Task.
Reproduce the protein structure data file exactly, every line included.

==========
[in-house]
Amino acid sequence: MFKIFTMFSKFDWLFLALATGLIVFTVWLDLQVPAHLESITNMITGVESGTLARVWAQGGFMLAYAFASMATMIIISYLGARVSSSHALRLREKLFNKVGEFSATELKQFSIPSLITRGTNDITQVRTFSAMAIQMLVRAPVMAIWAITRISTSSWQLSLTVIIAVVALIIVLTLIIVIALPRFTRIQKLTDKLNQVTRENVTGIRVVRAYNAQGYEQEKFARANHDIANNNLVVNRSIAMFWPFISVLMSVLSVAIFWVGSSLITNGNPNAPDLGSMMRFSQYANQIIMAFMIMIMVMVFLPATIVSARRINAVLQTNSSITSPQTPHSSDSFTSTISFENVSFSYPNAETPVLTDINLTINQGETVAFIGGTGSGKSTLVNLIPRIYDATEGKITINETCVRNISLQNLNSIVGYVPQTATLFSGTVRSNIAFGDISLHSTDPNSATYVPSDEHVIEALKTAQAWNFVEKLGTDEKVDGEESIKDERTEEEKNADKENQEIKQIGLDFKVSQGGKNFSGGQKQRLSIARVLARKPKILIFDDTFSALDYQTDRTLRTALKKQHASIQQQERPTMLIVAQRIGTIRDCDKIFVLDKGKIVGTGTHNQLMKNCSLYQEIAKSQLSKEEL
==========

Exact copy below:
[in-house]
Amino acid sequence: MFKIFTMFSKFDWLFLALATGLIVFTVWLDLQVPAHLESITNMITGVESGTLARVWAQGGFMLAYAFASMATMIIISYLGARVSSSHALRLREKLFNKVGEFSATELKQFSIPSLITRGTNDITQVRTFSAMAIQMLVRAPVMAIWAITRISTSSWQLSLTVIIAVVALIIVLTLIIVIALPRFTRIQKLTDKLNQVTRENVTGIRVVRAYNAQGYEQEKFARANHDIANNNLVVNRSIAMFWPFISVLMSVLSVAIFWVGSSLITNGNPNAPDLGSMMRFSQYANQIIMAFMIMIMVMVFLPATIVSARRINAVLQTNSSITSPQTPHSSDSFTSTISFENVSFSYPNAETPVLTDINLTINQGETVAFIGGTGSGKSTLVNLIPRIYDATEGKITINETCVRNISLQNLNSIVGYVPQTATLFSGTVRSNIAFGDISLHSTDPNSATYVPSDEHVIEALKTAQAWNFVEKLGTDEKVDGEESIKDERTEEEKNADKENQEIKQIGLDFKVSQGGKNFSGGQKQRLSIARVLARKPKILIFDDTFSALDYQTDRTLRTALKKQHASIQQQERPTMLIVAQRIGTIRDCDKIFVLDKGKIVGTGTHNQLMKNCSLYQEIAKSQLSKEEL